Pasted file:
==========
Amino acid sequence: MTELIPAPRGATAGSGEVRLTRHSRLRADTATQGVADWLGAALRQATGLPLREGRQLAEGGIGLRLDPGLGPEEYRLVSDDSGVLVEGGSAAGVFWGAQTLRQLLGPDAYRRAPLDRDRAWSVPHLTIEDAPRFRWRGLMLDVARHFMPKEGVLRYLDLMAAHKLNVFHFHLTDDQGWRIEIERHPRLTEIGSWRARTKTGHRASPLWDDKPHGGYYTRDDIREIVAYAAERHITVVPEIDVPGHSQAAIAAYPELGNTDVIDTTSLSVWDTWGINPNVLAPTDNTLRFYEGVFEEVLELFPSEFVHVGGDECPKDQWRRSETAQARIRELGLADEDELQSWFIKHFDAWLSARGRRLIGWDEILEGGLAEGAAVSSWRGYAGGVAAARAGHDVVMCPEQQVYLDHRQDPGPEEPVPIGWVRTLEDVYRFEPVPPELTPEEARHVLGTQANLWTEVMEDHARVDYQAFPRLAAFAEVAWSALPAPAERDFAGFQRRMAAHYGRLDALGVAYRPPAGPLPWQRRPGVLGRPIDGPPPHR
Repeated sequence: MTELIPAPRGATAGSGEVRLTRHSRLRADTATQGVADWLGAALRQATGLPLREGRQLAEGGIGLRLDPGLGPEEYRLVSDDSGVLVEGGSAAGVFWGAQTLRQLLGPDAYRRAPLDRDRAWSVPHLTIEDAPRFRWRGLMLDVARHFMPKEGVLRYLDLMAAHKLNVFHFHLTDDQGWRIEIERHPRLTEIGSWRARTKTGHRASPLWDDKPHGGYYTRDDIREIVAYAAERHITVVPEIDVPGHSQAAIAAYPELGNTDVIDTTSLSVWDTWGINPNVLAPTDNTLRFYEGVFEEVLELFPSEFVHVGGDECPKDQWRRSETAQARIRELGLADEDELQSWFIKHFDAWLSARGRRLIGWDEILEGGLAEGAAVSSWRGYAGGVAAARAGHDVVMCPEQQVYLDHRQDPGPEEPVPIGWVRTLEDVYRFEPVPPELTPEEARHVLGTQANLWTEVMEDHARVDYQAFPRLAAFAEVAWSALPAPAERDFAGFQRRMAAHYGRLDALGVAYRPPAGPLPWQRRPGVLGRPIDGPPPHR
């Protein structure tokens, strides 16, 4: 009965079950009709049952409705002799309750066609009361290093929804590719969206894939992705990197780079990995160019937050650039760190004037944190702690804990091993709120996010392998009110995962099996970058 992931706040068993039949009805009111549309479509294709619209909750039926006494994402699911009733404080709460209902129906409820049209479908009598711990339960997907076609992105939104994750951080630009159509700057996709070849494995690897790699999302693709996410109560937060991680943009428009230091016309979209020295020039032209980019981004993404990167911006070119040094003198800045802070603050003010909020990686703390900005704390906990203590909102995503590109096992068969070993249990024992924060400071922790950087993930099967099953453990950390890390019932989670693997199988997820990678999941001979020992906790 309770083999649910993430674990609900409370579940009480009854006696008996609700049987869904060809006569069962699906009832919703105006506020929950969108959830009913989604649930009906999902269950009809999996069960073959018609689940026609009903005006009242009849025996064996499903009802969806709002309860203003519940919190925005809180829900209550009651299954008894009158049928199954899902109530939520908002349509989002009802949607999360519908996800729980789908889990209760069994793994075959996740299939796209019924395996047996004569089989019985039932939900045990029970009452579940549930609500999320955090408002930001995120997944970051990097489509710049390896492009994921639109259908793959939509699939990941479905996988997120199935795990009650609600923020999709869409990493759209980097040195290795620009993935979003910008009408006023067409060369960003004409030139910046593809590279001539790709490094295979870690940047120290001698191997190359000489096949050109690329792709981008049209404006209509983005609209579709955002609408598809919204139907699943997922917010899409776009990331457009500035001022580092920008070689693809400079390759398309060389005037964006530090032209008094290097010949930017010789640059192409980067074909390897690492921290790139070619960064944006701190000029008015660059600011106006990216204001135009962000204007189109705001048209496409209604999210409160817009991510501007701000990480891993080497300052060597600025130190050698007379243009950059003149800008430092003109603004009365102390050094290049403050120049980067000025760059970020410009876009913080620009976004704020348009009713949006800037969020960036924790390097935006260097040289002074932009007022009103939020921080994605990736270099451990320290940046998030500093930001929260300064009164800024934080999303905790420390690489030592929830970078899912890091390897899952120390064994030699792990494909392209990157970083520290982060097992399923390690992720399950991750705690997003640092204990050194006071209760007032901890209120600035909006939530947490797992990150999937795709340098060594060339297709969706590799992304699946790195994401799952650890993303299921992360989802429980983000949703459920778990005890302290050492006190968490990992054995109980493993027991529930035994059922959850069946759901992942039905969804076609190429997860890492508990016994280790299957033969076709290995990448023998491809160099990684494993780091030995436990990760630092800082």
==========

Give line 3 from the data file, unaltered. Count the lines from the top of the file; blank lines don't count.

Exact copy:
């Protein structure tokens, strides 16, 4: 009965079950009709049952409705002799309750066609009361290093929804590719969206894939992705990197780079990995160019937050650039760190004037944190702690804990091993709120996010392998009110995962099996970058 992931706040068993039949009805009111549309479509294709619209909750039926006494994402699911009733404080709460209902129906409820049209479908009598711990339960997907076609992105939104994750951080630009159509700057996709070849494995690897790699999302693709996410109560937060991680943009428009230091016309979209020295020039032209980019981004993404990167911006070119040094003198800045802070603050003010909020990686703390900005704390906990203590909102995503590109096992068969070993249990024992924060400071922790950087993930099967099953453990950390890390019932989670693997199988997820990678999941001979020992906790 309770083999649910993430674990609900409370579940009480009854006696008996609700049987869904060809006569069962699906009832919703105006506020929950969108959830009913989604649930009906999902269950009809999996069960073959018609689940026609009903005006009242009849025996064996499903009802969806709002309860203003519940919190925005809180829900209550009651299954008894009158049928199954899902109530939520908002349509989002009802949607999360519908996800729980789908889990209760069994793994075959996740299939796209019924395996047996004569089989019985039932939900045990029970009452579940549930609500999320955090408002930001995120997944970051990097489509710049390896492009994921639109259908793959939509699939990941479905996988997120199935795990009650609600923020999709869409990493759209980097040195290795620009993935979003910008009408006023067409060369960003004409030139910046593809590279001539790709490094295979870690940047120290001698191997190359000489096949050109690329792709981008049209404006209509983005609209579709955002609408598809919204139907699943997922917010899409776009990331457009500035001022580092920008070689693809400079390759398309060389005037964006530090032209008094290097010949930017010789640059192409980067074909390897690492921290790139070619960064944006701190000029008015660059600011106006990216204001135009962000204007189109705001048209496409209604999210409160817009991510501007701000990480891993080497300052060597600025130190050698007379243009950059003149800008430092003109603004009365102390050094290049403050120049980067000025760059970020410009876009913080620009976004704020348009009713949006800037969020960036924790390097935006260097040289002074932009007022009103939020921080994605990736270099451990320290940046998030500093930001929260300064009164800024934080999303905790420390690489030592929830970078899912890091390897899952120390064994030699792990494909392209990157970083520290982060097992399923390690992720399950991750705690997003640092204990050194006071209760007032901890209120600035909006939530947490797992990150999937795709340098060594060339297709969706590799992304699946790195994401799952650890993303299921992360989802429980983000949703459920778990005890302290050492006190968490990992054995109980493993027991529930035994059922959850069946759901992942039905969804076609190429997860890492508990016994280790299957033969076709290995990448023998491809160099990684494993780091030995436990990760630092800082």